>>>>> feel something that is imagined and, if so, what would it be like
>>> (there
>>>> is
>>>>> some debate about this). It would seem that Harberg, to some extent,
>>> says
>>>>> “yes" with “Songs make you feel a thought.” Quite interesting.
>>>>> 
>>>>> Ed Wall
>>>>> 
>>>>>> On Jul 12, 2017, at  7:34 PM, mike cole <mcole@ucsd.edu> wrote:
>>>>>> 
>>>>>> Whoa! Small world. I learn something new about the wonderful Yip
>>>> Harberg
>>>>>> and that the Fennyhough is on kindle in adjacent message on xmca!
>> The
>>>>> book
>>>>>> appears to converge on a lot of long term xmca concerns. (And to
>>> listen
>>>>> to
>>>>>> Finian's rueful refrain again would be a joy)
>>>>>> :-)
>>>>>> 
>>>>>> Having the book simultaneously available and less than 100$ is a
>>> great
>>>>>> resource.
>>>>>> 
>>>>>> Thanks Peter and Daniel.
>>>>>> 
>>>>>> mike
>>>>>> 
>>>>>> 
>>>>>> 
>>>>>> On Wed, Jul 12, 2017 at 4:57 PM, Daniel Hyman <
>>>>> daniel.a.hyman.0@gmail.com>
>>>>>> wrote:
>>>>>> 
>>>>>>> Thank you for these compelling and heartfelt thoughts, Peter. I'm
>>>>> scoping
>>>>>>> up the book on Kindle and may have further reflections or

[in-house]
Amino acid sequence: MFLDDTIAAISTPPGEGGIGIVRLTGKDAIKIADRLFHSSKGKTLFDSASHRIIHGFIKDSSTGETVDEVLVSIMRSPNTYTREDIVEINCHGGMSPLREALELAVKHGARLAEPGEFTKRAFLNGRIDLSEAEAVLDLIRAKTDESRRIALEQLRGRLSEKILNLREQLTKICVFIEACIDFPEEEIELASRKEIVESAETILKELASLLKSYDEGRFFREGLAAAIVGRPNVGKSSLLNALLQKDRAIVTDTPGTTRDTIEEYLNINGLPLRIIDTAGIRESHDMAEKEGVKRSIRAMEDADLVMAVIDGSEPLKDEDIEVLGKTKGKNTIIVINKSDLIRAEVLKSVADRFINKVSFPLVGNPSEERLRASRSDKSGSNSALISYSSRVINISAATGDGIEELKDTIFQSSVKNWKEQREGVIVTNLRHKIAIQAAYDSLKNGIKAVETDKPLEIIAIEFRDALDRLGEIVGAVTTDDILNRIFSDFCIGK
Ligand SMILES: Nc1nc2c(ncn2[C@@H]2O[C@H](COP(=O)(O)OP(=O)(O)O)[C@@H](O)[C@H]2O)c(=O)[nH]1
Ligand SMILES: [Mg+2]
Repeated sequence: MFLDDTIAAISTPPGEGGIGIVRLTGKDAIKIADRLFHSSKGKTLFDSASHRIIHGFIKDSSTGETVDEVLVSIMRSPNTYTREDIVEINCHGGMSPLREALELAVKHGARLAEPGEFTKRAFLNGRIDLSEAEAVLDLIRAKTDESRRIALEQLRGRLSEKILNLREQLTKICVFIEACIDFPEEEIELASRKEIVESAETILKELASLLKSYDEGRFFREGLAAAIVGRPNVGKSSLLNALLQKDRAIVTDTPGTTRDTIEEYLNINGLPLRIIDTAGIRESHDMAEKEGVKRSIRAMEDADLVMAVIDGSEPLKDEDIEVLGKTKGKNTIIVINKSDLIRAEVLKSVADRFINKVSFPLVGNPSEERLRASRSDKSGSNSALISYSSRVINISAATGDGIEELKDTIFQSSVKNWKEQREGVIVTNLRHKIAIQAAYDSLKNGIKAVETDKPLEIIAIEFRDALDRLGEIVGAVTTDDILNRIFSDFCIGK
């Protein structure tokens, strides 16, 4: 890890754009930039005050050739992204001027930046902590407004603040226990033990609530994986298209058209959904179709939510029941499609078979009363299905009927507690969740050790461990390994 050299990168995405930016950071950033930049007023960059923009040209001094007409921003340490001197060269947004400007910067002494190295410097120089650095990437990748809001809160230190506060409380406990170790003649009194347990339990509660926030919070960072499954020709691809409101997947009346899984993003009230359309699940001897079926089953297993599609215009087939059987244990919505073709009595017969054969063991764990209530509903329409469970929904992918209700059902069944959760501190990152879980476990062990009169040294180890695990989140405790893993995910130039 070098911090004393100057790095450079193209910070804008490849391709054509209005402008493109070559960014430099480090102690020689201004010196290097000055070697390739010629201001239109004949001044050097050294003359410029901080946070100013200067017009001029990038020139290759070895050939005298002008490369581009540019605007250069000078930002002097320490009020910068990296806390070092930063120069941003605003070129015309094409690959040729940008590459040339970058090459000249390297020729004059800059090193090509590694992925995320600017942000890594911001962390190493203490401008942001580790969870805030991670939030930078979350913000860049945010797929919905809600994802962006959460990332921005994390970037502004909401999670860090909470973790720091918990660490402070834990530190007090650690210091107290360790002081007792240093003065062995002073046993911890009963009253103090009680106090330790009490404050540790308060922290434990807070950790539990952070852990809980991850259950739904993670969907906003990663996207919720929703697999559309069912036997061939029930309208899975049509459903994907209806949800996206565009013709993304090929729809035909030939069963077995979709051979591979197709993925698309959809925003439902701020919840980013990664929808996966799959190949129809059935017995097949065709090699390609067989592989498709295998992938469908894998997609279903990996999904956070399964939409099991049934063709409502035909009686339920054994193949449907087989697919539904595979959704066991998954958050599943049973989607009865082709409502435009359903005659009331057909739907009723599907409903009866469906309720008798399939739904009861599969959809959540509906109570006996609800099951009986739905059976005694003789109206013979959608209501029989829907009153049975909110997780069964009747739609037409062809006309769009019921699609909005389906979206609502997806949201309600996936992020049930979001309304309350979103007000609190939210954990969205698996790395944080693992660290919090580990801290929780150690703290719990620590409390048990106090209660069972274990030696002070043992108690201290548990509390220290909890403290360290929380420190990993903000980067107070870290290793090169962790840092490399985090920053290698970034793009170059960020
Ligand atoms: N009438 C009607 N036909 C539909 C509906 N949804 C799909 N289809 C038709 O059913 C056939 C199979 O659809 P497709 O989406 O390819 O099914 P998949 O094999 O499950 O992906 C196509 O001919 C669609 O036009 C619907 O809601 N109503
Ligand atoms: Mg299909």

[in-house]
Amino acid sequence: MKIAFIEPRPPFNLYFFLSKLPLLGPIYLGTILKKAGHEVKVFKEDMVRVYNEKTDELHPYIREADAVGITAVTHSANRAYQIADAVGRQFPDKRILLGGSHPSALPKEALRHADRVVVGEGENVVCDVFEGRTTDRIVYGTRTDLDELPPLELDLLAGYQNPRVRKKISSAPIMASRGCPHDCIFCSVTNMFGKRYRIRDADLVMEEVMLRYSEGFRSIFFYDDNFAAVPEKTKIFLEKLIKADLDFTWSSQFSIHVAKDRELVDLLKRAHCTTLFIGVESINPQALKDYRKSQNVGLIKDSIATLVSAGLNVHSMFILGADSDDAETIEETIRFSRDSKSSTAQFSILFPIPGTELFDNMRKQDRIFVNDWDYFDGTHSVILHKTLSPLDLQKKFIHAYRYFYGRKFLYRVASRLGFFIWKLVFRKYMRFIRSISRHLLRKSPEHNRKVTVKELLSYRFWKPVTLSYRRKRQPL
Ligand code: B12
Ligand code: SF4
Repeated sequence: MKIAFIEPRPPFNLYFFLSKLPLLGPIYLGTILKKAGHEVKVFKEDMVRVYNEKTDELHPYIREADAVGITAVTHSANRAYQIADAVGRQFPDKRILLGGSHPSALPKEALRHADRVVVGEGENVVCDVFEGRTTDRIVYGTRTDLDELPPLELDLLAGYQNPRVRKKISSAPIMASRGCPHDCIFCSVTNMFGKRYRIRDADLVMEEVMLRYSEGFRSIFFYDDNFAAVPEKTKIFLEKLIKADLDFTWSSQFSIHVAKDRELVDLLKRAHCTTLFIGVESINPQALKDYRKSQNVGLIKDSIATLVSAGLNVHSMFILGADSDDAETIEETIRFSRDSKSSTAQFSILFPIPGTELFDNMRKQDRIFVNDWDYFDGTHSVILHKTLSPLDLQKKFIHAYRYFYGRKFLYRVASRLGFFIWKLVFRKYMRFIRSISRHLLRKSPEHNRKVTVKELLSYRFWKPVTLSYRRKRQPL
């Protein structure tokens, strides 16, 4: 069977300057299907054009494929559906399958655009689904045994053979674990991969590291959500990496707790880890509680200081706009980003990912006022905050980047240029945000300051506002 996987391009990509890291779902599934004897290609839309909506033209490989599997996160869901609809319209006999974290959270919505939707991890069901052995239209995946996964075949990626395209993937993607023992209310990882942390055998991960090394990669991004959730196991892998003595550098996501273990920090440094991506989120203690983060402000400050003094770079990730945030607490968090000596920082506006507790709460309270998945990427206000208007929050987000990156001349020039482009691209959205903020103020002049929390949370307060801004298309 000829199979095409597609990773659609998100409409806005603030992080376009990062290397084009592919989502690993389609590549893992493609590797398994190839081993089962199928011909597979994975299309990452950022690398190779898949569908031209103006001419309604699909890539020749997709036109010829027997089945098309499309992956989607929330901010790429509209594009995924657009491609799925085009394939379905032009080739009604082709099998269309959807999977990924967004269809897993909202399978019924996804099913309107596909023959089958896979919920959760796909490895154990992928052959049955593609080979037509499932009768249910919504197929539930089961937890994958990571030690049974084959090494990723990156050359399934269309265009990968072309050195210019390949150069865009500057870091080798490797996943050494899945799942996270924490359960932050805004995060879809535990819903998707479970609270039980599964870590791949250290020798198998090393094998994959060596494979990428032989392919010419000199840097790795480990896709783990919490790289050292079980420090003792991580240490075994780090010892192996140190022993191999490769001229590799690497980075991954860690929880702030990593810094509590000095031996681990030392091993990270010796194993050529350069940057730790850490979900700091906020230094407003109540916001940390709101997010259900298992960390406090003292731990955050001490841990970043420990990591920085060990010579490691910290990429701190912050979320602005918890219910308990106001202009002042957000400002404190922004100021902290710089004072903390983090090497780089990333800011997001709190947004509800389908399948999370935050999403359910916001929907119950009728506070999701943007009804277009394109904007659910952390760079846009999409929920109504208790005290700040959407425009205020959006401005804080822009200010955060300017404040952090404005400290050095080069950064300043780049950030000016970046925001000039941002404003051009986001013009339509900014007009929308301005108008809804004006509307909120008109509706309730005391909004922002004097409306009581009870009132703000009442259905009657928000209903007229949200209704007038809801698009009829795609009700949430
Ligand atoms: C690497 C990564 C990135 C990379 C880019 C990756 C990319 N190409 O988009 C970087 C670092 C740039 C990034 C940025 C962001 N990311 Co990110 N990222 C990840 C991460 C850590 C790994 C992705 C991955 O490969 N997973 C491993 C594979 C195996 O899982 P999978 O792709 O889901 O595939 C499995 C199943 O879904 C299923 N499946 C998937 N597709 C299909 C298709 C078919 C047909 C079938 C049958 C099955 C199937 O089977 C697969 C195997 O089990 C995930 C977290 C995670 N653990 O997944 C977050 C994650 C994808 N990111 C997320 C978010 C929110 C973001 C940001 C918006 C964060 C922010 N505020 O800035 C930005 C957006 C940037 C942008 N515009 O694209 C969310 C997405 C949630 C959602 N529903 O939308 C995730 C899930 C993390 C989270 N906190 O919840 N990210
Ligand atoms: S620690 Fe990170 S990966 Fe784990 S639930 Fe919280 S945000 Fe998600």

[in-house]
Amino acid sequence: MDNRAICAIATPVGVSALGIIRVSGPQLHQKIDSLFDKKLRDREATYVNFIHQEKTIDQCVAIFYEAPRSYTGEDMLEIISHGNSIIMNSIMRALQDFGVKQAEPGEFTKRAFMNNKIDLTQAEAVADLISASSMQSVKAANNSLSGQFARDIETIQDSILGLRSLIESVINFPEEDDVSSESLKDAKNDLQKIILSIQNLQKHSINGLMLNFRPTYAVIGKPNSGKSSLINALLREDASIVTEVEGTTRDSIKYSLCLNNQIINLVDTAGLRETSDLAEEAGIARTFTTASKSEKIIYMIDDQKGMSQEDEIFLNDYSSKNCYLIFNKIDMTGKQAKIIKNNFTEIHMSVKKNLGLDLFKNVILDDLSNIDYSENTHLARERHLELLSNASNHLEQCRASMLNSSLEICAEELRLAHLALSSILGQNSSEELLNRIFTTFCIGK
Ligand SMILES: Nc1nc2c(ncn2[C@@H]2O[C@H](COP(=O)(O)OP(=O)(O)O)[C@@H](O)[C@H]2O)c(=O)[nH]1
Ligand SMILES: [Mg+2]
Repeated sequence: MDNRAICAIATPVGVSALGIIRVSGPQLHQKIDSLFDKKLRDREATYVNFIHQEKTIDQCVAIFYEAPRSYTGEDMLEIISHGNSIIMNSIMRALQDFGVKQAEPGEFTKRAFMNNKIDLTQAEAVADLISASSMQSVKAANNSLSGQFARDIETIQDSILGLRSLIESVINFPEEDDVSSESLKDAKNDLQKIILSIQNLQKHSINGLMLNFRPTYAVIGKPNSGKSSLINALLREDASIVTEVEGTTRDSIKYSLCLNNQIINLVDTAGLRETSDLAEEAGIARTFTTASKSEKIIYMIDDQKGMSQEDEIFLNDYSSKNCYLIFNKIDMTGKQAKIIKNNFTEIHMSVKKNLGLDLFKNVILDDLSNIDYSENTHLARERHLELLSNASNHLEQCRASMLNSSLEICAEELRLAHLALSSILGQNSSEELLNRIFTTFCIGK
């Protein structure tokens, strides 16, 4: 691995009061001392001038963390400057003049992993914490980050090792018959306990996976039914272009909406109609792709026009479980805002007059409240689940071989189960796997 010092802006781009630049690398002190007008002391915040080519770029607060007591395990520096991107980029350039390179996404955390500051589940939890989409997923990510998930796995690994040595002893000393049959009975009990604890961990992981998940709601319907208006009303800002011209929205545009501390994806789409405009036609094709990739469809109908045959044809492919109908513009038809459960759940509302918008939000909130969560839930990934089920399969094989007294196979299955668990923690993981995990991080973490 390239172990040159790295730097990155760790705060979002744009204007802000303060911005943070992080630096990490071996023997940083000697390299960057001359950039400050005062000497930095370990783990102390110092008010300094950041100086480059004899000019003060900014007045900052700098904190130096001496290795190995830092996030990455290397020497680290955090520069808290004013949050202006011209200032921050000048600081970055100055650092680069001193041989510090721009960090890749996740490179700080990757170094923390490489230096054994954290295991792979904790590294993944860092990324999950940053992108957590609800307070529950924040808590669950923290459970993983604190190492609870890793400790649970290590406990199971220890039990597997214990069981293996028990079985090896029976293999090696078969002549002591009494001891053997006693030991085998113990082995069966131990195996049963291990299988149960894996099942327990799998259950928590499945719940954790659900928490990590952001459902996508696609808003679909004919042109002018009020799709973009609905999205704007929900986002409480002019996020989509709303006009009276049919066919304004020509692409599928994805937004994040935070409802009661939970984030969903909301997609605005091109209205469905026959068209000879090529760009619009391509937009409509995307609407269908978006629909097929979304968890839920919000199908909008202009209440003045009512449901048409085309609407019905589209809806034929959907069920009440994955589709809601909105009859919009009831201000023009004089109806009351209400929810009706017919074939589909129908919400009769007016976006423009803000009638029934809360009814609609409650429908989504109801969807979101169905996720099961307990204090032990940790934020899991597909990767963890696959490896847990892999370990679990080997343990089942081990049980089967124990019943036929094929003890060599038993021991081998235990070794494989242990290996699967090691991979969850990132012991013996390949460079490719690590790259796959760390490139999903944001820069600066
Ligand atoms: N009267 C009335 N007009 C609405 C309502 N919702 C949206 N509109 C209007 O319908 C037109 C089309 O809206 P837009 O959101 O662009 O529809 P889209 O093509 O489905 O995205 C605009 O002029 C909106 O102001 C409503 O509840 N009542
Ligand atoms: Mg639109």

>> questions
>>>> for
>>>>> you
>>>>>>> over the next few weeks. There was an NPR Radiolab episode a few
>>> years
>>>>> ago
>>>>>>> about people with damaged limbic systems who couldn't make
>>> decisions -
>>>>>>> perhaps pertinent to the concept of unity of thought and feeling,
>>>> which
>>>>> I
>>>>>>> would also like to take a closer look at.
>>>>>>> 
>>>>>>> Kind regards and many thanks,
>>>>>>> 
>>>>>>> Daniel
>>>>>>> On Wed, Jul 12, 2017 at 3:48 PM Peter Feigenbaum [Staff] <
>>>>>>> pfeigenbaum@fordham.edu> wrote:
>>>>>>> 
>>>>>>>> Hi, Daniel.
>>>>>>>> 
>>>>>>>> Fernyhough's book doesn't delve into the intricacies of a
>>> musician's
>>>>>>> *inner
>>>>>>>> ear*,
>>>>>>>> but he does cover internal speech without sound, internal sound
>>>> without
>>>>>>>> words,
>>>>>>>> the internal *felt presence* of a person who doesn't speak, and
>>>>> internal
>>>>>>>> voices
>>>>>>>> that are disembodied. From these and other examples he suggests
>>> that
>>>>>>>> hearing